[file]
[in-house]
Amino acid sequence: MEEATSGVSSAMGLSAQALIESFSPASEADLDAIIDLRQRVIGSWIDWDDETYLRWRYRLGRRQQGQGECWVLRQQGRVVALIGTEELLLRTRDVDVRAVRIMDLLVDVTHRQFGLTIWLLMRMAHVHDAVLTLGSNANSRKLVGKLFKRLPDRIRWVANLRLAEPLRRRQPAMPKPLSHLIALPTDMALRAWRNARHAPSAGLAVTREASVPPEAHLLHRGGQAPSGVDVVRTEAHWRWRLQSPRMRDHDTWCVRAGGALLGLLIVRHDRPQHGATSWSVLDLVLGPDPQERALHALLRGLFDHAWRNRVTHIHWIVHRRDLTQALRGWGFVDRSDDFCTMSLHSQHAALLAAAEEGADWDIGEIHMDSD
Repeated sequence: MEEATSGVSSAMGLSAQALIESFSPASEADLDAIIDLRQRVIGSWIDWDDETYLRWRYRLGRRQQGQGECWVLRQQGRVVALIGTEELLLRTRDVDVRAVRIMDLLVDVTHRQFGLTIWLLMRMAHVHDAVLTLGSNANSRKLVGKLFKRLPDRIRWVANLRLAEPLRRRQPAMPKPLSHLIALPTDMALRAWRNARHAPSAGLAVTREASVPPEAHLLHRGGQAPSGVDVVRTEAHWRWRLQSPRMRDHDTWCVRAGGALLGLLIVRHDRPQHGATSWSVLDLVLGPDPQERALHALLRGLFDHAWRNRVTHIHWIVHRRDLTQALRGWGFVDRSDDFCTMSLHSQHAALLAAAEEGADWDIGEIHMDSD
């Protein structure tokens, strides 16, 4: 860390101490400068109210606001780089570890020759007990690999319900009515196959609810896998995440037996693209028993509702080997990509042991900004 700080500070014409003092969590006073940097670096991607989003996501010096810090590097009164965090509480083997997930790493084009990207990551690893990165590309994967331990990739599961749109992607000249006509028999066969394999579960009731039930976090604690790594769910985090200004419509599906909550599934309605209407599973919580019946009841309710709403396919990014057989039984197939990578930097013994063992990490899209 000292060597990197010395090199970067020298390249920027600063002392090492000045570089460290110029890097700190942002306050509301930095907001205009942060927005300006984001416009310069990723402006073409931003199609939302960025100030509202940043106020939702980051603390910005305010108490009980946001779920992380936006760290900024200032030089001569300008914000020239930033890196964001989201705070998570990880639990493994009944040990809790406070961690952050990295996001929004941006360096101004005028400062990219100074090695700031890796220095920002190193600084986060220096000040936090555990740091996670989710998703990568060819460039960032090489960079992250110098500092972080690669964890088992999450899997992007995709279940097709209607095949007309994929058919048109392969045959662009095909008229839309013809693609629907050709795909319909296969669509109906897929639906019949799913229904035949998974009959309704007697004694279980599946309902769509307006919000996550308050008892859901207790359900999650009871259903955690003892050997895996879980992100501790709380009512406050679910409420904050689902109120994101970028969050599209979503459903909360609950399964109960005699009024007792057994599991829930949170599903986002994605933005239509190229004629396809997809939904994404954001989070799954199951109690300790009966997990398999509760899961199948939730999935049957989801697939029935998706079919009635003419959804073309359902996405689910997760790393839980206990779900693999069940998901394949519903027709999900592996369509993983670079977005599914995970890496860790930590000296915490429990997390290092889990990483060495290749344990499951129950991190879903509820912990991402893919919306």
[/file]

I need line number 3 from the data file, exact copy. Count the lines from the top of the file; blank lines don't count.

Repeated sequence: MEEATSGVSSAMGLSAQALIESFSPASEADLDAIIDLRQRVIGSWIDWDDETYLRWRYRLGRRQQGQGECWVLRQQGRVVALIGTEELLLRTRDVDVRAVRIMDLLVDVTHRQFGLTIWLLMRMAHVHDAVLTLGSNANSRKLVGKLFKRLPDRIRWVANLRLAEPLRRRQPAMPKPLSHLIALPTDMALRAWRNARHAPSAGLAVTREASVPPEAHLLHRGGQAPSGVDVVRTEAHWRWRLQSPRMRDHDTWCVRAGGALLGLLIVRHDRPQHGATSWSVLDLVLGPDPQERALHALLRGLFDHAWRNRVTHIHWIVHRRDLTQALRGWGFVDRSDDFCTMSLHSQHAALLAAAEEGADWDIGEIHMDSD